9. Jack Kerouac, William S. Burroughs and Allen Ginsberg

Widely accepted as a founding father of the BeatniksOn the Road author Jack Kerouac is credited by fellow beat writer John Clellon Holmes as the creator of the label “beat” itself. The term, which today conjures up images of free-love-preaching hippies and idealist anarchists, came about as the embodiment for the rock-bottom feeling and need for unhindered freedom of personal expression that Keoruac saw exuding from his mid 20th century New York City contemporaries.

On page 54 of On the Road, Kerouac wrote, “They were like the man with the dungeon stone and the gloom, rising from the underground, the sordid hipsters of America, a beat generation that I was slowly joining.” However, Kerouac didn’t spark this revolution on his own. The movement was the intellectual product of the deep friendship between Kerouac, Allen Ginsberg, and William Burroughs formed at Columbia College. Their collegiate journey together even took the trio through murder case charges as they helped mutual friend and fellow beat originator, Lucien Carr, dispose of the body of a love-smitten, stalker professor.

As explored by historian Jonah Raskin in his work American Scream, eventually the fresh landscape of San Francisco would also lead the friends to the famous beat hub, Six Gallery, but New York City was never very far. The Marlton Hotel at 5 West 8th Street is the 107-room property that was Kerouac’s home when he wrote The Subterraneans and Tristessa. Over the years, the Marlton has housed a number of creatives from poet Edna St. Vincent Millay to beloved actress Julie Andrews.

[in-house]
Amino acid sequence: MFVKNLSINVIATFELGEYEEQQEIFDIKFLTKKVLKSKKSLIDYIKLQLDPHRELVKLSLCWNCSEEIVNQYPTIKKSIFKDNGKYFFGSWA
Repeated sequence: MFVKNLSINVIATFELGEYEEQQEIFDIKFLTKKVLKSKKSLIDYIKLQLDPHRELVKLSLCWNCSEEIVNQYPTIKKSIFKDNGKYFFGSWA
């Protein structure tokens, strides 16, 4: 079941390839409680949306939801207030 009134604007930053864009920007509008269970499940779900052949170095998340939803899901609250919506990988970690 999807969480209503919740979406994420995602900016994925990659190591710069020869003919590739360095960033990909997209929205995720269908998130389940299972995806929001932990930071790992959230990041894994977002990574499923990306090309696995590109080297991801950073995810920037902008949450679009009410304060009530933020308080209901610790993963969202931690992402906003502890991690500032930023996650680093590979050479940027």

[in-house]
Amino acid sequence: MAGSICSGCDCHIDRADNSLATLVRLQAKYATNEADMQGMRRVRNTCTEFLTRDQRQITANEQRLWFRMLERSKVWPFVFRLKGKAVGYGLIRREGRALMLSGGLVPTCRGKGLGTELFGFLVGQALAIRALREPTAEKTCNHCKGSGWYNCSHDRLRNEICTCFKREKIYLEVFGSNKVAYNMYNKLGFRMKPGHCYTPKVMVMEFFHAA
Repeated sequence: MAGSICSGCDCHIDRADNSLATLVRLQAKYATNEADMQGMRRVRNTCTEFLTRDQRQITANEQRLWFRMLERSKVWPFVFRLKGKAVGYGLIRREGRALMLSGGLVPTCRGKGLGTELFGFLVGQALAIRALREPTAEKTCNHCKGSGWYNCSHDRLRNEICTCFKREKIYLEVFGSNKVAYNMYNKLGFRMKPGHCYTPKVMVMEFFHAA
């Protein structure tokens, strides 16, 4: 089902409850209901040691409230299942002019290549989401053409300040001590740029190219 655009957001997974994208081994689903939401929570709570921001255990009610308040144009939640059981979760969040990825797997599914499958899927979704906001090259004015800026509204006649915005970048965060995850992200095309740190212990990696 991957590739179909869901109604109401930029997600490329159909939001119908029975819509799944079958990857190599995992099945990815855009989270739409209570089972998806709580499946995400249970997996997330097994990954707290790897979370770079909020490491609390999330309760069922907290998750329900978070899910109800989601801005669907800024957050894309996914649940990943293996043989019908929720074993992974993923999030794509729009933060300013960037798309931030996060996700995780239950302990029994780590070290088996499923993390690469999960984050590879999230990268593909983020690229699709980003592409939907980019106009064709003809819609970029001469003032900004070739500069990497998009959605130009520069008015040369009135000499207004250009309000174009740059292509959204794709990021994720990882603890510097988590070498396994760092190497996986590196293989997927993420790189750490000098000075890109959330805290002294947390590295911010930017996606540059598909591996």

Other Noteable Beatnik writer locations include “Café Wah?” located at 115 MacDougal Street and Washington Square Park. “Cafe Wah?” was home of Beatnick open-mic nights for Beat musicians and authors alike, including Kerouac and Ginsberg as well as Bob Dylan. However, Washington Square Park is widely regarded as the epicenter of the Beatnik community. It became a Sunday tradition for Beatniks to meet at Washington Square Park  to share their work and discuss ideas. The park was also the location of the famous Beatnik Riot of 1961, which was sparked when the New York City Department of Parks and Recreation Commissioner denied the Beatnik’s permit to play their music and share their work without just cause.

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